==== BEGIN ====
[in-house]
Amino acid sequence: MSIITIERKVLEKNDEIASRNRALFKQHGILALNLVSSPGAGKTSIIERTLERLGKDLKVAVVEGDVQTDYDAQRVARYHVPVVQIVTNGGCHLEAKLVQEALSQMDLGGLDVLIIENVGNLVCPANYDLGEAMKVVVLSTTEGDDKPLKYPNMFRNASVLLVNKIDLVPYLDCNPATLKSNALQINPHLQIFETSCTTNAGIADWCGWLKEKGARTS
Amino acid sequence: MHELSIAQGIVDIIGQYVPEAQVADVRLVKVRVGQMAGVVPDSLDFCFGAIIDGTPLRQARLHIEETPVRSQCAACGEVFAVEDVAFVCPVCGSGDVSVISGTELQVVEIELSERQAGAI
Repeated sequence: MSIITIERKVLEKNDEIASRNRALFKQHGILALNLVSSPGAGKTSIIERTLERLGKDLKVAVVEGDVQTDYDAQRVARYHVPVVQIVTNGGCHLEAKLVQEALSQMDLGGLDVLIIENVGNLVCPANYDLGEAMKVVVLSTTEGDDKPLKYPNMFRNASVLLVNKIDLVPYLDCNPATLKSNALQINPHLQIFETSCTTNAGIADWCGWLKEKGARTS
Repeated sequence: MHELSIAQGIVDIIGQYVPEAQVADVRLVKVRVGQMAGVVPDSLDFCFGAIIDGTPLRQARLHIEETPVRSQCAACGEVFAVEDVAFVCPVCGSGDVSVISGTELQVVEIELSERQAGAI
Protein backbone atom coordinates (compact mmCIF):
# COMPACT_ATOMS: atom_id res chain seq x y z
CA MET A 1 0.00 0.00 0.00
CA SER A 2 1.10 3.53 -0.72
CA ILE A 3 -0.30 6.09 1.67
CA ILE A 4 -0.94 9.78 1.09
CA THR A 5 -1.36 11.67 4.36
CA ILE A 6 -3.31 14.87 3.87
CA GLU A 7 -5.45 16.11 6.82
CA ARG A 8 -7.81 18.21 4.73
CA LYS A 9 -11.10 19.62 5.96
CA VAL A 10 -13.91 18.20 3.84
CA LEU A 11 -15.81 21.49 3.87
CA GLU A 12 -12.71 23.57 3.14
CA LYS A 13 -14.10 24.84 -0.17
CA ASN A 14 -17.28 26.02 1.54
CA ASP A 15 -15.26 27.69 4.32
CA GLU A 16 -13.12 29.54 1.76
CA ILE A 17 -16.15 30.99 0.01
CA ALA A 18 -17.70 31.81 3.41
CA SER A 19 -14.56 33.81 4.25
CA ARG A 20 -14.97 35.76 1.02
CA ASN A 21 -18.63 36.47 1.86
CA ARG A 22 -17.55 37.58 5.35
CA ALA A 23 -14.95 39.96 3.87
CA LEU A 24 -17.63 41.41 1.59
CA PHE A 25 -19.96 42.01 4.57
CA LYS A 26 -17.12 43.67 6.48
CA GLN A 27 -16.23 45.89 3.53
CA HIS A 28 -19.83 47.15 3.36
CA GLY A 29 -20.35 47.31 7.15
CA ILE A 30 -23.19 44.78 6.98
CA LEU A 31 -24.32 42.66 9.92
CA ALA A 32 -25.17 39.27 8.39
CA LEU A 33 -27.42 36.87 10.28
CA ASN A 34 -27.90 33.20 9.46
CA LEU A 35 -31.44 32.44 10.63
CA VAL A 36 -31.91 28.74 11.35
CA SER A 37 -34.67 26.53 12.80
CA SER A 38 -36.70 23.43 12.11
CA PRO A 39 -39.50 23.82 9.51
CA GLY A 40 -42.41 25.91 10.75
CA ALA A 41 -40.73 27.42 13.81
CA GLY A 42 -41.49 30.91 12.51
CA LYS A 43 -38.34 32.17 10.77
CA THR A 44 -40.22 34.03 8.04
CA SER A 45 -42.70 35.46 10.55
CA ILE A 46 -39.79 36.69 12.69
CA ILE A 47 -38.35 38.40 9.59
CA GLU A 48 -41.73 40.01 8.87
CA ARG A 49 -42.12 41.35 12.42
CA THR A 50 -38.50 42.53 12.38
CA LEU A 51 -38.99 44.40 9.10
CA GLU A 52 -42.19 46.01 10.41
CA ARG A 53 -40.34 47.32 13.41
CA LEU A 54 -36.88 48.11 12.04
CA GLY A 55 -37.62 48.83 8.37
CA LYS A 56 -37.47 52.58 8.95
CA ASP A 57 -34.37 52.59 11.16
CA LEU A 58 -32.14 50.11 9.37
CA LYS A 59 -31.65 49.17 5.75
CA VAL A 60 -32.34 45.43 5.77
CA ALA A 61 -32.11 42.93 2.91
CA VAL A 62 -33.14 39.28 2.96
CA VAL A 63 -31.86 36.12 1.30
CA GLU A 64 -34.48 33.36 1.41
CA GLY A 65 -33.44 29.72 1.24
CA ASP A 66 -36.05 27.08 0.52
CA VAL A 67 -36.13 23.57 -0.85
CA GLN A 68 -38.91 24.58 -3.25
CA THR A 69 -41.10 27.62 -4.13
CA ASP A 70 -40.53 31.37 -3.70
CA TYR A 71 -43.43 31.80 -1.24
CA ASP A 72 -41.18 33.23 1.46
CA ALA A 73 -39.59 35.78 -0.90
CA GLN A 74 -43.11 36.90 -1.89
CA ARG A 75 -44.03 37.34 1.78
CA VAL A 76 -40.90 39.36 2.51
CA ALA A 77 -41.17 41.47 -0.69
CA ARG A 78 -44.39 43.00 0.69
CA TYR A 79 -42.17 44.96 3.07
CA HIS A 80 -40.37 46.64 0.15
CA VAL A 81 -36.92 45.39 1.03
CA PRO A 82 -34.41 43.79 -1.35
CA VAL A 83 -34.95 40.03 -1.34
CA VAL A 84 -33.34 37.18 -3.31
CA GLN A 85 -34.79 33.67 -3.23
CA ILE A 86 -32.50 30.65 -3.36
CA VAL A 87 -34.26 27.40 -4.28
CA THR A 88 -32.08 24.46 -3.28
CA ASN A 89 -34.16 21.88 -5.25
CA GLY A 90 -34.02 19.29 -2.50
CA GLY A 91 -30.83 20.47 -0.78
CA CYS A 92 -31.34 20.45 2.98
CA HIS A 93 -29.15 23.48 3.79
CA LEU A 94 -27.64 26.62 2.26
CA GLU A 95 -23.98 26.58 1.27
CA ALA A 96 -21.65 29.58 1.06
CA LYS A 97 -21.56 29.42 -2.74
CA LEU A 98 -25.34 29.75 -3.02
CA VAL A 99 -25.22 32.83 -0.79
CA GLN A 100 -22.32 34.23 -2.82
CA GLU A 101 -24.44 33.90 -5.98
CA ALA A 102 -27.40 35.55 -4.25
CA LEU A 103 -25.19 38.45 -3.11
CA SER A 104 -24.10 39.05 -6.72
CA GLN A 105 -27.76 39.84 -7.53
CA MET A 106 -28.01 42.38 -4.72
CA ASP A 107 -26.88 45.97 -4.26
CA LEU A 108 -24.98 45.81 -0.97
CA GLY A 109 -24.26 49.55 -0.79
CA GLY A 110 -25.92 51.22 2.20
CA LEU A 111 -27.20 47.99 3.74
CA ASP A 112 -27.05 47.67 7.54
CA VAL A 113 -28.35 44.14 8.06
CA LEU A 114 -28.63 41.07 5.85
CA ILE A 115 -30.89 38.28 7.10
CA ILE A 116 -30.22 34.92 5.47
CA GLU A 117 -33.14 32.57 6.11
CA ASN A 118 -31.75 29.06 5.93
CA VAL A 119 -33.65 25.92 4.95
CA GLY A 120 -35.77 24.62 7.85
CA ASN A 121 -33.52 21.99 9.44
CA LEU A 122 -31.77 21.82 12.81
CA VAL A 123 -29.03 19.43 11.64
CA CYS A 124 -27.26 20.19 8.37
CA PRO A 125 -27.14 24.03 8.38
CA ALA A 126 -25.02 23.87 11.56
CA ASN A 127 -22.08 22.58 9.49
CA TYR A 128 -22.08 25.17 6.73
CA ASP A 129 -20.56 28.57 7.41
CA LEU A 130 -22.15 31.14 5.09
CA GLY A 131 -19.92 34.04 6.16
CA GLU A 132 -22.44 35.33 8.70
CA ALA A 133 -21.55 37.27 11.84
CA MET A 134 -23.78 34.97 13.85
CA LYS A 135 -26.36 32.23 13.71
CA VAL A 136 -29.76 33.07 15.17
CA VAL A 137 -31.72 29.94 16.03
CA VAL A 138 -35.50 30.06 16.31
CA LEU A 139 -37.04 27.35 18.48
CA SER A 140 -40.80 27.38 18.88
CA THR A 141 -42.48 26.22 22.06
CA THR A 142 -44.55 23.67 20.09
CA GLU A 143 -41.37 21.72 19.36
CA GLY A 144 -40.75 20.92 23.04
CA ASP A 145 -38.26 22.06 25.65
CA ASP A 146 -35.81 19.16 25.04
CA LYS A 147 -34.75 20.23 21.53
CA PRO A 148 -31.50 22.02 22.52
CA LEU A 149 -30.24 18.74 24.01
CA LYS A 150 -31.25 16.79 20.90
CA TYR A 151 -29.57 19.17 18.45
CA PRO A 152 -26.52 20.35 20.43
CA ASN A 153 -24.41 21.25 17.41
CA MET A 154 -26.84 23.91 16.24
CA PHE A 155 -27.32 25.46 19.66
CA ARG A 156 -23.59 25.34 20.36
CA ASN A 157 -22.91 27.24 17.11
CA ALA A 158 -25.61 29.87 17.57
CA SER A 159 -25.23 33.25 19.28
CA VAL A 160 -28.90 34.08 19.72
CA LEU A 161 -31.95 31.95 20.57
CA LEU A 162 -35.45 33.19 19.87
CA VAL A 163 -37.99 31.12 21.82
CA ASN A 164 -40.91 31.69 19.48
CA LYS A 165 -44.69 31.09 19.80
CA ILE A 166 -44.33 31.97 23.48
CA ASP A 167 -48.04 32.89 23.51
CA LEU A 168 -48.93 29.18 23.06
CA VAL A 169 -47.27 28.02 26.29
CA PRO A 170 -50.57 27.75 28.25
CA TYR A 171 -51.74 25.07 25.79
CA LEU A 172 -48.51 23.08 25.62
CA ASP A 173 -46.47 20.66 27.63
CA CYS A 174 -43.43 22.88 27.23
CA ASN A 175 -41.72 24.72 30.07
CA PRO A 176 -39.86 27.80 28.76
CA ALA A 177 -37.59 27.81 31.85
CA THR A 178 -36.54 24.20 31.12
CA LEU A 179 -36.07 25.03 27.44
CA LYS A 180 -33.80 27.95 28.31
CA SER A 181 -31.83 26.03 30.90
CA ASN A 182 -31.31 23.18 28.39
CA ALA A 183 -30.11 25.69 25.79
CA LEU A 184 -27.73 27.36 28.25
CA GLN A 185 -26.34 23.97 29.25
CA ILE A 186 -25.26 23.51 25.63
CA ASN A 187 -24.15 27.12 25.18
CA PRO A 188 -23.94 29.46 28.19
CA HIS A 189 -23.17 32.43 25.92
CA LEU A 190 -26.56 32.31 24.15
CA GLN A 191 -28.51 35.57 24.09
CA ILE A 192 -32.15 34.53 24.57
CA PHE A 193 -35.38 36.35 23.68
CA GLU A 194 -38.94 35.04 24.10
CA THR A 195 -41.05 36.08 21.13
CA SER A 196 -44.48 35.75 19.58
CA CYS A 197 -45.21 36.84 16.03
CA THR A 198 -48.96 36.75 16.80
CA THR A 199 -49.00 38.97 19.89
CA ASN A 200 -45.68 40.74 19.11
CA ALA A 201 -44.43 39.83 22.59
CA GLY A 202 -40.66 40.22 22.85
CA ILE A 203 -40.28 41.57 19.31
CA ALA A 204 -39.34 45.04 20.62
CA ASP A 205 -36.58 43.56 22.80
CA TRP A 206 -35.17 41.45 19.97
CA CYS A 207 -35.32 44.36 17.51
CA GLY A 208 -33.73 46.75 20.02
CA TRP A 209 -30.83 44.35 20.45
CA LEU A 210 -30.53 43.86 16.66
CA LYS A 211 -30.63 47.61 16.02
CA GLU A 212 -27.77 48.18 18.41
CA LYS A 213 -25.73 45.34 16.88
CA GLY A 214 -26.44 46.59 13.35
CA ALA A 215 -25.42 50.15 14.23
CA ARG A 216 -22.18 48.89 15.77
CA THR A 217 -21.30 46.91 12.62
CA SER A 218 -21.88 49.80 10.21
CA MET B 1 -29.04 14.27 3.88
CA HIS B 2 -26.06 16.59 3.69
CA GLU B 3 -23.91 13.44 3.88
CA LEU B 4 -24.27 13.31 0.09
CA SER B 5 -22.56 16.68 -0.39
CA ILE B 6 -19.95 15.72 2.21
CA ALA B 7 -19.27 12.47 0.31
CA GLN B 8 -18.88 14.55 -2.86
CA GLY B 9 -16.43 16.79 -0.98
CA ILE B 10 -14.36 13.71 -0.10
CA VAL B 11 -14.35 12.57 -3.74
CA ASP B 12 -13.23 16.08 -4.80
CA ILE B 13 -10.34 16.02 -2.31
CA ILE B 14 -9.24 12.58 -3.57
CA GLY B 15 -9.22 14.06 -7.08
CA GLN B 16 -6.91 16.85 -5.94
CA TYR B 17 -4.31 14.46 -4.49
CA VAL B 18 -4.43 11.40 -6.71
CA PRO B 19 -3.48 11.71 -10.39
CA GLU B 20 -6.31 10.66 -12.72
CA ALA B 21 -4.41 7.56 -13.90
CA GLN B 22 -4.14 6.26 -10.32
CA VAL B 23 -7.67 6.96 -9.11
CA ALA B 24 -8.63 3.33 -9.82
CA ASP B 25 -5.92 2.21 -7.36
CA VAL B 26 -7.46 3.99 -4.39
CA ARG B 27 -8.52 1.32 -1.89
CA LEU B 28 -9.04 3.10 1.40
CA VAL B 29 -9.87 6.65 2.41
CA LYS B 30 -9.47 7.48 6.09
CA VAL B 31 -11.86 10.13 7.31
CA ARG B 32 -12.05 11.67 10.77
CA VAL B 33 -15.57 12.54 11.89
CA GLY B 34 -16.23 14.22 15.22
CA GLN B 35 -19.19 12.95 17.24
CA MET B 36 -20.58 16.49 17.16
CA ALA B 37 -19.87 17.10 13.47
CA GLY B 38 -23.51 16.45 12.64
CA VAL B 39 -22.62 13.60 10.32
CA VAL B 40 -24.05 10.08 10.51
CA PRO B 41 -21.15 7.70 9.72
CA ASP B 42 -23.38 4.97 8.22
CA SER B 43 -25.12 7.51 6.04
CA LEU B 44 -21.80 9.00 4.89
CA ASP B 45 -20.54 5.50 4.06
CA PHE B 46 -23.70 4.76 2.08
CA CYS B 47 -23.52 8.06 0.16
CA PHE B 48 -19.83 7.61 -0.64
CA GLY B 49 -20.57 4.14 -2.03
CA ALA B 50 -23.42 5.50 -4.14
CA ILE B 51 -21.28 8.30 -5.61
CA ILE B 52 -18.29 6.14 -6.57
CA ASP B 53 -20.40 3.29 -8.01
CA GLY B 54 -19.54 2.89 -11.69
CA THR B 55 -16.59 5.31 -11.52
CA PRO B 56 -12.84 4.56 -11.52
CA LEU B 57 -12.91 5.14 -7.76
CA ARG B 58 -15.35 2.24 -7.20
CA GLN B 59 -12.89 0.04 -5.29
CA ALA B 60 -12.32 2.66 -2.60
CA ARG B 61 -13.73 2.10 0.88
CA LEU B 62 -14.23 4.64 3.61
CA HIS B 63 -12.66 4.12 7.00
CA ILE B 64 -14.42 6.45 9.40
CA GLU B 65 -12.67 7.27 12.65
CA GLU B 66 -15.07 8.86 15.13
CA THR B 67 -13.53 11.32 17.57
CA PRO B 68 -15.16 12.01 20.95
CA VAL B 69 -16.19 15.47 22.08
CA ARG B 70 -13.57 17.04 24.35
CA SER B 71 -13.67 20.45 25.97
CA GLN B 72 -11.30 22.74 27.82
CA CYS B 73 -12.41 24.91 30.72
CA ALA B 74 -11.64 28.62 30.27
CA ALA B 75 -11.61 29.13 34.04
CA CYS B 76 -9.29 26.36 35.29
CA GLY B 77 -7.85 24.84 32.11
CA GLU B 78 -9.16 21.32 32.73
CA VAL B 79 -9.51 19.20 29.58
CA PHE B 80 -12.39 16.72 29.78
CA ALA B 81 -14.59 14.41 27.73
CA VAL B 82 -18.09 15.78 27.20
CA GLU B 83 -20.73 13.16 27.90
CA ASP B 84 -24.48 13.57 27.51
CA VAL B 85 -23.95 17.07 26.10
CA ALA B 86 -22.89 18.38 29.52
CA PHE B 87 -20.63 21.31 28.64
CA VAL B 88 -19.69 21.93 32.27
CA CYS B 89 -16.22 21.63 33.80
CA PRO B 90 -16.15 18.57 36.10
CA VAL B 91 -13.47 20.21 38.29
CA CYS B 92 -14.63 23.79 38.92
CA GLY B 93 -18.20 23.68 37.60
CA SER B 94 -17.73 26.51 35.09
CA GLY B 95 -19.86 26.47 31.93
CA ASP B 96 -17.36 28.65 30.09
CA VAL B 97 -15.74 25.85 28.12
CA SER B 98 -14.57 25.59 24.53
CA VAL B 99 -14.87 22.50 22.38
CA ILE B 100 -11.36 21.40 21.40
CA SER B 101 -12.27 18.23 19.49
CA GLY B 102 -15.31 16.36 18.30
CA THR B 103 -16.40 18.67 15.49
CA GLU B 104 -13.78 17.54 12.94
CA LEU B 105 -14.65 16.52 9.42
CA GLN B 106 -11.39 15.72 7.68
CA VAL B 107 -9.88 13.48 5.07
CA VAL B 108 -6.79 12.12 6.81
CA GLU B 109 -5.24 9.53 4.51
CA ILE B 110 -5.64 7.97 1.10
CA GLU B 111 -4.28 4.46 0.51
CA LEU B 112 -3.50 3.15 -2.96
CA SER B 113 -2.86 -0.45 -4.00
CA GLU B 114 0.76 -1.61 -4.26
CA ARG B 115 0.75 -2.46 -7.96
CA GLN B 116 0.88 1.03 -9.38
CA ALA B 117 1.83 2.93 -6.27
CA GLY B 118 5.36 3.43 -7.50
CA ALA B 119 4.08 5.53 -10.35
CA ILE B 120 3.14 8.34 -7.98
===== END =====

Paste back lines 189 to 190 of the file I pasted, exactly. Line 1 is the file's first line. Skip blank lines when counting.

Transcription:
CA ASN A 182 -31.31 23.18 28.39
CA ALA A 183 -30.11 25.69 25.79